“For God so loved the world that he gave his only Son, that whoever believes in him should not perish but have eternal life.” John 3:16
” . . . God did not reveal his love in a classroom but in the midst of the interactions between Jesus and those around him. This invites us to re-read the scriptural witness to Christ’s death with faith-filled prayerful attention . . . to grasp the depths of his redeeming love as this love is revealed in every detail of Jesus’ words, actions, sufferings, and even his silences throughout the Passion. The meaning of redemption is love, and the goal of faith is to understand it more and more fully . . . [F]aith seeks to know better the love of the One who loved us first.”– Douglas Bushman, Magnificat Year of Faith Companion, March 26
“The God of love who gave us life sent His only Son to be with us at all times and in all places, so that we never have to feel lost in our struggles but always can trust that he walks with us.
The challenge is to let God be who he wants to be. A part of us clings to our aloneness and does not allow God to touch us where we are most in pain. Often we hide from him precisely those places in ourselves where we feel guilty, ashamed, confused, and lost. Thus we do not give him a chance to be with us where we feel most alone.
Christmas is the renewed invitation not to be afraid and to let him — whose love is greater than our own hearts and minds can comprehend — be our companion.” Henri Nouwen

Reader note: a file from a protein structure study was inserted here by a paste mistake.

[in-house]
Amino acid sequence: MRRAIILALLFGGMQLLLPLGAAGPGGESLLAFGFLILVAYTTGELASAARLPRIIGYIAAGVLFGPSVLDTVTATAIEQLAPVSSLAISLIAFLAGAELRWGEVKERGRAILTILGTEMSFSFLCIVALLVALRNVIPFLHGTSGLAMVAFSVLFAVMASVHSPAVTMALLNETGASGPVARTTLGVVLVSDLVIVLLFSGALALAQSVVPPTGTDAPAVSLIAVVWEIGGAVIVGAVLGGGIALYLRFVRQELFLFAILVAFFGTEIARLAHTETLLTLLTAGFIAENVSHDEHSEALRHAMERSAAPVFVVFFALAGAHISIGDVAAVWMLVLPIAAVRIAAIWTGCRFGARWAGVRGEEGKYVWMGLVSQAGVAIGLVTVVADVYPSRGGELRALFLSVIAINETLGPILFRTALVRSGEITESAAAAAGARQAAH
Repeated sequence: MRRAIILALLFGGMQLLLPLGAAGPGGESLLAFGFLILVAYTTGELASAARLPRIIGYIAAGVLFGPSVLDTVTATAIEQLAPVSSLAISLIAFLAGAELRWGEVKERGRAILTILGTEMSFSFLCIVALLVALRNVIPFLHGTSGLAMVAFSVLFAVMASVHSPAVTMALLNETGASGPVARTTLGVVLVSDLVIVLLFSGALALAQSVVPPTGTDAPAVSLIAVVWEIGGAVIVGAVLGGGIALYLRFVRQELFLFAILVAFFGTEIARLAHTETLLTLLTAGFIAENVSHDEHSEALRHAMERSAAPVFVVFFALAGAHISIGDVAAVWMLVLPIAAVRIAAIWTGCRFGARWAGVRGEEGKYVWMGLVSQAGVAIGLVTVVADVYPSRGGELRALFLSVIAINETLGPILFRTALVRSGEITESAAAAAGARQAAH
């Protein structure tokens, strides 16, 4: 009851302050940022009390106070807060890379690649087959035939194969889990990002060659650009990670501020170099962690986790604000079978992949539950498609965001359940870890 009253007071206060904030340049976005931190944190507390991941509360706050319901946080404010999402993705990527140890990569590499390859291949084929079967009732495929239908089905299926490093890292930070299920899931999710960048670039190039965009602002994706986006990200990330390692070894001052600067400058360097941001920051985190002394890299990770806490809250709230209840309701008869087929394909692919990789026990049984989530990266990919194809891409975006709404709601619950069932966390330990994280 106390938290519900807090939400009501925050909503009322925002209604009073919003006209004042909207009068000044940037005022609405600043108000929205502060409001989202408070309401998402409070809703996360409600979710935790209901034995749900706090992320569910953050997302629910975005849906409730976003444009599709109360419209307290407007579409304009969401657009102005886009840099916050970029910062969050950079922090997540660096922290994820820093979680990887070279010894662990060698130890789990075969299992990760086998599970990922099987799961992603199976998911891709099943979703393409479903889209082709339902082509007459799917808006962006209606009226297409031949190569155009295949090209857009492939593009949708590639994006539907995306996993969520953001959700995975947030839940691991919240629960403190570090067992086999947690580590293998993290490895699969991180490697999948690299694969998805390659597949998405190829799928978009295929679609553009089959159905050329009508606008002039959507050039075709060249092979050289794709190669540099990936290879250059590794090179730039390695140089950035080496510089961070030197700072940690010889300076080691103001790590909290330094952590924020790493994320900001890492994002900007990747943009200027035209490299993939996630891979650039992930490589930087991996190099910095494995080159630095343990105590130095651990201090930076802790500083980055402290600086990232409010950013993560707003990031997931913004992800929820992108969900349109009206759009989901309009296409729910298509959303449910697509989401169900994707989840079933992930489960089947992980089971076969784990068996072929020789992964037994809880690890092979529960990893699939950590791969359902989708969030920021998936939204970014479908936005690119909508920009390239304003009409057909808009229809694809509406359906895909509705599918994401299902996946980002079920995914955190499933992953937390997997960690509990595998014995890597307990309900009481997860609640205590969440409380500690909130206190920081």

Nativity, Edward Coley Burne-Jones,1888
“Christ is born to us today, in order that he may appear to the whole world through us.” — Thomas Merton
“Each of us is loved by God with a limitless, unconditioned and unconditional love that we can never destroy or even diminish. We are loved into existence; cherished in our existence; affirmed absolutely in death and beyond. This love is independent of our merits or demerits. Nothing whatsoever can separate us from this love. For it is the breadth; it is the length; it is the height and it is the depth — there is nowhere beyond it, above or below it. It is All: the limitless ocean that encompasses our tiny, threatened, fragile yet infinitely precious self. This is not merely impersonal, protective benevolence but a love that gives self, that offers inconceivable intimacy and that seeks reciprocity. We can never define or draw a line around what God will do for each one of us. We are exposed to the infinite. Against this truth what does our sense of impotence matter? In genuine faith — which must, of course, be worked for — and in that surrender of self which is faith in act, we begin to discern that, far from our helplessness being a human misfortune, something that ought not to be, it signals a limitless calling and is the other side of a vocation that goes beyond what can be perceived by mind and sense. To accept it is to assent to our vocation, to becoming who we truly are, to being truly human. We are made for union with the divine, nothing less. We are called to share the life of God. Our restlessness, our insatiable longings, our discontent and experience of helplessness are to be traced to our divine destiny. Commitment in faith to this truth is to destroy existential anxiety. Faith alone can overcome the world and the threat the world imposes. It does not follow that we lose the feeling of anxiety and fear — we would be the poorer for that — but these now play a role that is creative not destructive. Fear can cripple, paralyze, prompt us to shirk and evade life. Faith enables us to live with reality, braving its challenge.”